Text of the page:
Photo: Win McNamee/Getty Images

Minutes after the conclusion of Attorney General Bill Barr's testimony, Senate Judiciary Chairman Lindsey Graham (R-S.C.) said that he has no plans to bring special counsel Robert Mueller before the committee. "It's over," he told reporters.

Why it matters: Many questions remain about why Mueller opted not to make a decision on whether Trump obstructed justice, despite laying out extensive evidence. Senators are also interested in finding out more about why Mueller wrote a letter to Barr expressing dissatisfaction about the way his report had been characterized in the wake of Barr's March 24 summary of "principal conclusions."

  • Barr said he will allow Mueller to testify and opted not to answer several of the senators' questions because he did not want to characterize Mueller's thought process. Barr also told Sen. Amy Klobuchar (D-Minn.) that he does not know whether the investigation looked into Trump's tax returns or the Trump Organization's financial records, but that she can ask Mueller himself when he testifies.

What to watch: House Judiciary Chairman Jerry Nadler said Wednesday that the Justice Department has agreed to allow Mueller to testify before his panel some time in May, but that they have not yet nailed down a specific date.

Go deeper: Highlights from Barr's testimony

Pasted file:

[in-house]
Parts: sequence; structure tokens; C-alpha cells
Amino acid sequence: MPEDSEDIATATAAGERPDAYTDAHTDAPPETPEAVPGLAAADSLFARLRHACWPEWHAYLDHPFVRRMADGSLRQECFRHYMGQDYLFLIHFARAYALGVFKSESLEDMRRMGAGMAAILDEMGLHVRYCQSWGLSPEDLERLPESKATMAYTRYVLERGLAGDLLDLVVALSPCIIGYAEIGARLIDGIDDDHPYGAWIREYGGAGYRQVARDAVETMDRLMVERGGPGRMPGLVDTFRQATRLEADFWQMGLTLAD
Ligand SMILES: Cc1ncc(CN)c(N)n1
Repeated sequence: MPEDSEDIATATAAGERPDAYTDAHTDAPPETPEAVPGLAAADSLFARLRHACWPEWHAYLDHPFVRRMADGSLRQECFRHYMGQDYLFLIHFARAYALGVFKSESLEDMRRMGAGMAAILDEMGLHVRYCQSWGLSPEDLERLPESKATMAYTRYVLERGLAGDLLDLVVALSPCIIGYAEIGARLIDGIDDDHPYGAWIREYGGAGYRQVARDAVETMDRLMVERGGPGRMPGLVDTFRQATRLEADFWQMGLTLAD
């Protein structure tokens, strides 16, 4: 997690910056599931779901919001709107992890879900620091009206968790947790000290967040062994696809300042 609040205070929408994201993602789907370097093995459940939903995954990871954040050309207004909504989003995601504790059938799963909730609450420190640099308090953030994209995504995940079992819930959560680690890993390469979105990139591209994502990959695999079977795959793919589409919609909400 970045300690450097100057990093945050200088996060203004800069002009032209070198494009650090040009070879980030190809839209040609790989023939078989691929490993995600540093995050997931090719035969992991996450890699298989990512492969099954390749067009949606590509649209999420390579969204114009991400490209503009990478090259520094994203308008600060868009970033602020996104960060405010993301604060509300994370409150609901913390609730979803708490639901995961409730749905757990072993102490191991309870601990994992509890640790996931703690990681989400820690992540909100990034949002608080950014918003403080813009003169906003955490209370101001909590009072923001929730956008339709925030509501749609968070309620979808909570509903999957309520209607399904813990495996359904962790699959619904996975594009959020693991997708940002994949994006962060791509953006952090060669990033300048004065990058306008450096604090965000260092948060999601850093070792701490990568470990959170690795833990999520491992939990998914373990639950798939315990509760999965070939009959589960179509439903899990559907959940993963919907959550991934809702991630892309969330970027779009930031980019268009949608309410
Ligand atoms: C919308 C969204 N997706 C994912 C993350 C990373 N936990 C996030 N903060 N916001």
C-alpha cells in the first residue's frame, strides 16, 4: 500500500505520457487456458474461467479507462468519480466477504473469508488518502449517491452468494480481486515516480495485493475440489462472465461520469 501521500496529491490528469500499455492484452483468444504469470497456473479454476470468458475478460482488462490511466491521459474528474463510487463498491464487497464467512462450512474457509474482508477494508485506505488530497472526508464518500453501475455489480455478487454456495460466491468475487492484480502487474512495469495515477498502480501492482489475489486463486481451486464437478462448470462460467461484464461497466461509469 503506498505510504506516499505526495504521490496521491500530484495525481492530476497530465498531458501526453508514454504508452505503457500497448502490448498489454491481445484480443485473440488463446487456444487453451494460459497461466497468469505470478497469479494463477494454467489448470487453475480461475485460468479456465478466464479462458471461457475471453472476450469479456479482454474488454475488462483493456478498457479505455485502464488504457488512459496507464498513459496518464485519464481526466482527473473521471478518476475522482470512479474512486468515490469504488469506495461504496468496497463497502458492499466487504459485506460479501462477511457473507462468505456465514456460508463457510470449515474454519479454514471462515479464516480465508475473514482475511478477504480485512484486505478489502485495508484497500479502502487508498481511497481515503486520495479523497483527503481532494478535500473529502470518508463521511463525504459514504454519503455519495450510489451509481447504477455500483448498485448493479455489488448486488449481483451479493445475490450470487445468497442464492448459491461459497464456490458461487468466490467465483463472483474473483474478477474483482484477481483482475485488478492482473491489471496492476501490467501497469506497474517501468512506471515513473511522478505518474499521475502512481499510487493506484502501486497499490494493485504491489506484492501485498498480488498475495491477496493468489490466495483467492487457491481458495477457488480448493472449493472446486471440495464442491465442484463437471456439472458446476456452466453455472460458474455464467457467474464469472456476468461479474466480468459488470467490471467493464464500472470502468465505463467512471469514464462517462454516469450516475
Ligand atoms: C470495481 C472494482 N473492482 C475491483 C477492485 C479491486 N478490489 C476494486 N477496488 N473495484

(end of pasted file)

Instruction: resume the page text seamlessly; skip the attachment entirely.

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Updated 2 hours ago - Politics & Policy

Coronavirus dashboard

Illustration: Eniola Odetunde/Axios

  1. Global: Total confirmed cases as of 6:30 a.m. ET: 30,199,007 — Total deaths: 946,490— Total recoveries: 20,544, 967Map
  2. U.S.: Total confirmed cases as of 6:30 a.m. ET: 6,675,593 — Total deaths: 197,644 — Total recoveries: 2,540,334 — Total tests: 90,710,730Map
  3. Politics: Former Pence aide says she plans to vote for Joe Biden, accusing Trump of costing lives in his coronavirus response.
  4. Health: Pew: 49% of Americans wouldn't get COVID-19 vaccine if available today Pandemic may cause cancer uptick The risks of moving too fast on a vaccine — COVID-19 racial disparities extend to health coverage losses.
  5. Business: Retail sales return to pre-coronavirus trend.
Mike Allen, author of AM
2 hours ago - Politics & Policy

Scoop: Mike Bloomberg's anti-chaos theory

CNN's Anderson Cooper questions Joe Biden last night at a drive-in town hall in Moosic, Pa., outside Scranton. Photo: CNN

Mike Bloomberg's $100 million Florida blitz begins today and will continue "wall to wall" in all 10 TV markets through Election Day, advisers tell me.

Why it matters: Bloomberg thinks that Joe Biden putting away Florida is the most feasible way to head off the national chaos we could have if the outcome of Trump v. Biden remained uncertain long after Election Day.

Biden's hardline Russia reset

Photo Illustration: Eniola Odetunde/Axios. Getty Images photos: Mark Reinstein

When he talks about Russia, Joe Biden has sounded like Ronald Reagan all summer, setting up a potential Day 1 confrontation with Russian President Vladimir Putin if Biden were to win.

Why it matters: Biden has promised a forceful response against Russia for both election interference and alleged bounty payments to target American troops in Afghanistan. But being tougher than President Trump could be the easy part. The risk is overdoing it and making diplomacy impossible.